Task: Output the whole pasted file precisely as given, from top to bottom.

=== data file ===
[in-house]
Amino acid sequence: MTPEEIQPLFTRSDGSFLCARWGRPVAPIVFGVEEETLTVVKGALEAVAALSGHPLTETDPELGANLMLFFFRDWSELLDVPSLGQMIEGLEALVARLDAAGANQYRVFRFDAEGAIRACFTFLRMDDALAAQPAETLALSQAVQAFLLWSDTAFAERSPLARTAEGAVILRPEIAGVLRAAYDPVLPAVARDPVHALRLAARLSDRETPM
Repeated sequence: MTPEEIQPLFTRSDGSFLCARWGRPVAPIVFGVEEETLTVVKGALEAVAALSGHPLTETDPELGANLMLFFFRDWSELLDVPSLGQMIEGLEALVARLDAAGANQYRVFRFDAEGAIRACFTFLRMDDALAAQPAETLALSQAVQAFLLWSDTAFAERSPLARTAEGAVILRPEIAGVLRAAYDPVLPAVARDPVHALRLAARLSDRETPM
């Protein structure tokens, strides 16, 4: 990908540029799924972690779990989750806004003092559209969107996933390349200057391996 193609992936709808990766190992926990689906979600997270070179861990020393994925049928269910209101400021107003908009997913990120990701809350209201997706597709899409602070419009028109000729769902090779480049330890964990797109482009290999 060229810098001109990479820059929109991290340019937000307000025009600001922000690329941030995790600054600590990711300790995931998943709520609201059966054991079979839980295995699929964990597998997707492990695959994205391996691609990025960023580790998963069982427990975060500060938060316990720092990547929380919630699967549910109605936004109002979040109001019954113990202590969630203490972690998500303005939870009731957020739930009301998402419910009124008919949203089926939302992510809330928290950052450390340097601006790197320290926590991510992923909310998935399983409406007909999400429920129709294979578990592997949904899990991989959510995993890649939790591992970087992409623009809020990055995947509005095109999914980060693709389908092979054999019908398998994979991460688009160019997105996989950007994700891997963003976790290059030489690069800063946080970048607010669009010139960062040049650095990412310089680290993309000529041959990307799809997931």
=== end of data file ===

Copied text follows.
[in-house]
Amino acid sequence: MTPEEIQPLFTRSDGSFLCARWGRPVAPIVFGVEEETLTVVKGALEAVAALSGHPLTETDPELGANLMLFFFRDWSELLDVPSLGQMIEGLEALVARLDAAGANQYRVFRFDAEGAIRACFTFLRMDDALAAQPAETLALSQAVQAFLLWSDTAFAERSPLARTAEGAVILRPEIAGVLRAAYDPVLPAVARDPVHALRLAARLSDRETPM
Repeated sequence: MTPEEIQPLFTRSDGSFLCARWGRPVAPIVFGVEEETLTVVKGALEAVAALSGHPLTETDPELGANLMLFFFRDWSELLDVPSLGQMIEGLEALVARLDAAGANQYRVFRFDAEGAIRACFTFLRMDDALAAQPAETLALSQAVQAFLLWSDTAFAERSPLARTAEGAVILRPEIAGVLRAAYDPVLPAVARDPVHALRLAARLSDRETPM
């Protein structure tokens, strides 16, 4: 990908540029799924972690779990989750806004003092559209969107996933390349200057391996 193609992936709808990766190992926990689906979600997270070179861990020393994925049928269910209101400021107003908009997913990120990701809350209201997706597709899409602070419009028109000729769902090779480049330890964990797109482009290999 060229810098001109990479820059929109991290340019937000307000025009600001922000690329941030995790600054600590990711300790995931998943709520609201059966054991079979839980295995699929964990597998997707492990695959994205391996691609990025960023580790998963069982427990975060500060938060316990720092990547929380919630699967549910109605936004109002979040109001019954113990202590969630203490972690998500303005939870009731957020739930009301998402419910009124008919949203089926939302992510809330928290950052450390340097601006790197320290926590991510992923909310998935399983409406007909999400429920129709294979578990592997949904899990991989959510995993890649939790591992970087992409623009809020990055995947509005095109999914980060693709389908092979054999019908398998994979991460688009160019997105996989950007994700891997963003976790290059030489690069800063946080970048607010669009010139960062040049650095990412310089680290993309000529041959990307799809997931």